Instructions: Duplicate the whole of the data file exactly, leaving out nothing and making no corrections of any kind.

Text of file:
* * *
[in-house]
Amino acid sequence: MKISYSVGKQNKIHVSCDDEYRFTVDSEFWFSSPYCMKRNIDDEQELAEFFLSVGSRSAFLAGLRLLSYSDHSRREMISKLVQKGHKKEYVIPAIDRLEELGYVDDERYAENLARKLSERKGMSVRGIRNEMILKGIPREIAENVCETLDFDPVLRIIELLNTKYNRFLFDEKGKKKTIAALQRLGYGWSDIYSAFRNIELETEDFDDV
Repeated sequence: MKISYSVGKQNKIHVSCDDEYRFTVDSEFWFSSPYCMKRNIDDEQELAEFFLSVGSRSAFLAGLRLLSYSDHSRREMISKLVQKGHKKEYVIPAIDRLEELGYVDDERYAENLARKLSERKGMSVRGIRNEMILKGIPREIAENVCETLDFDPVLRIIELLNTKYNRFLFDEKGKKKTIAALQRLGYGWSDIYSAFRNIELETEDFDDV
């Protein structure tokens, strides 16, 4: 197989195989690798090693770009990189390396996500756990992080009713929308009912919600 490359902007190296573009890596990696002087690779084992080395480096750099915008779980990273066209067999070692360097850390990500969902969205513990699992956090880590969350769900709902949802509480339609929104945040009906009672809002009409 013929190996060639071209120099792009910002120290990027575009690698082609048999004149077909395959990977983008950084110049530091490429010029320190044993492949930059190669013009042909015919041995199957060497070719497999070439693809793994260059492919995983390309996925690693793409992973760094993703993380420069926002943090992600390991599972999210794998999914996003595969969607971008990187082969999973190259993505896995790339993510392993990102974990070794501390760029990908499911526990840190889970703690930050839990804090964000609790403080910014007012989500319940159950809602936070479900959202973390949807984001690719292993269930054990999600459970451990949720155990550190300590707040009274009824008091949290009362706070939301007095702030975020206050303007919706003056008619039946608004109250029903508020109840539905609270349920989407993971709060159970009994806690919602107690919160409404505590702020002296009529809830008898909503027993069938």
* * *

[in-house]
Amino acid sequence: MKISYSVGKQNKIHVSCDDEYRFTVDSEFWFSSPYCMKRNIDDEQELAEFFLSVGSRSAFLAGLRLLSYSDHSRREMISKLVQKGHKKEYVIPAIDRLEELGYVDDERYAENLARKLSERKGMSVRGIRNEMILKGIPREIAENVCETLDFDPVLRIIELLNTKYNRFLFDEKGKKKTIAALQRLGYGWSDIYSAFRNIELETEDFDDV
Repeated sequence: MKISYSVGKQNKIHVSCDDEYRFTVDSEFWFSSPYCMKRNIDDEQELAEFFLSVGSRSAFLAGLRLLSYSDHSRREMISKLVQKGHKKEYVIPAIDRLEELGYVDDERYAENLARKLSERKGMSVRGIRNEMILKGIPREIAENVCETLDFDPVLRIIELLNTKYNRFLFDEKGKKKTIAALQRLGYGWSDIYSAFRNIELETEDFDDV
């Protein structure tokens, strides 16, 4: 197989195989690798090693770009990189390396996500756990992080009713929308009912919600 490359902007190296573009890596990696002087690779084992080395480096750099915008779980990273066209067999070692360097850390990500969902969205513990699992956090880590969350769900709902949802509480339609929104945040009906009672809002009409 013929190996060639071209120099792009910002120290990027575009690698082609048999004149077909395959990977983008950084110049530091490429010029320190044993492949930059190669013009042909015919041995199957060497070719497999070439693809793994260059492919995983390309996925690693793409992973760094993703993380420069926002943090992600390991599972999210794998999914996003595969969607971008990187082969999973190259993505896995790339993510392993990102974990070794501390760029990908499911526990840190889970703690930050839990804090964000609790403080910014007012989500319940159950809602936070479900959202973390949807984001690719292993269930054990999600459970451990949720155990550190300590707040009274009824008091949290009362706070939301007095702030975020206050303007919706003056008619039946608004109250029903508020109840539905609270349920989407993971709060159970009994806690919602107690919160409404505590702020002296009529809830008898909503027993069938």